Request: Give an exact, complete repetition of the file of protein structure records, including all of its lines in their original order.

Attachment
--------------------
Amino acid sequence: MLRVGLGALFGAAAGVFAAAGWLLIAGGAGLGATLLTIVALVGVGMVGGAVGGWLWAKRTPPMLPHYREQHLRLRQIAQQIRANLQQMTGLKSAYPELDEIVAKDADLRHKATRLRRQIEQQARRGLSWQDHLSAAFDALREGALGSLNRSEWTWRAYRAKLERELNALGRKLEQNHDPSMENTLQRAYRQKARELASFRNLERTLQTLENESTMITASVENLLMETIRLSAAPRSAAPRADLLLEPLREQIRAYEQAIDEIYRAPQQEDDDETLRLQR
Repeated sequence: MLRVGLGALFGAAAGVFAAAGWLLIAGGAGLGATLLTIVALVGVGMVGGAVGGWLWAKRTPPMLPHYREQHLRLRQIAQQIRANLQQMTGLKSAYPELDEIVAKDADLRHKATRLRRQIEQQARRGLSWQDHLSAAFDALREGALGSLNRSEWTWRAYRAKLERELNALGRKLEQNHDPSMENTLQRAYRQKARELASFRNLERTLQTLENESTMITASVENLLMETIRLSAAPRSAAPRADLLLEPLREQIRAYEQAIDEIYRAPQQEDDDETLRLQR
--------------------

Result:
Amino acid sequence: MLRVGLGALFGAAAGVFAAAGWLLIAGGAGLGATLLTIVALVGVGMVGGAVGGWLWAKRTPPMLPHYREQHLRLRQIAQQIRANLQQMTGLKSAYPELDEIVAKDADLRHKATRLRRQIEQQARRGLSWQDHLSAAFDALREGALGSLNRSEWTWRAYRAKLERELNALGRKLEQNHDPSMENTLQRAYRQKARELASFRNLERTLQTLENESTMITASVENLLMETIRLSAAPRSAAPRADLLLEPLREQIRAYEQAIDEIYRAPQQEDDDETLRLQR
Repeated sequence: MLRVGLGALFGAAAGVFAAAGWLLIAGGAGLGATLLTIVALVGVGMVGGAVGGWLWAKRTPPMLPHYREQHLRLRQIAQQIRANLQQMTGLKSAYPELDEIVAKDADLRHKATRLRRQIEQQARRGLSWQDHLSAAFDALREGALGSLNRSEWTWRAYRAKLERELNALGRKLEQNHDPSMENTLQRAYRQKARELASFRNLERTLQTLENESTMITASVENLLMETIRLSAAPRSAAPRADLLLEPLREQIRAYEQAIDEIYRAPQQEDDDETLRLQR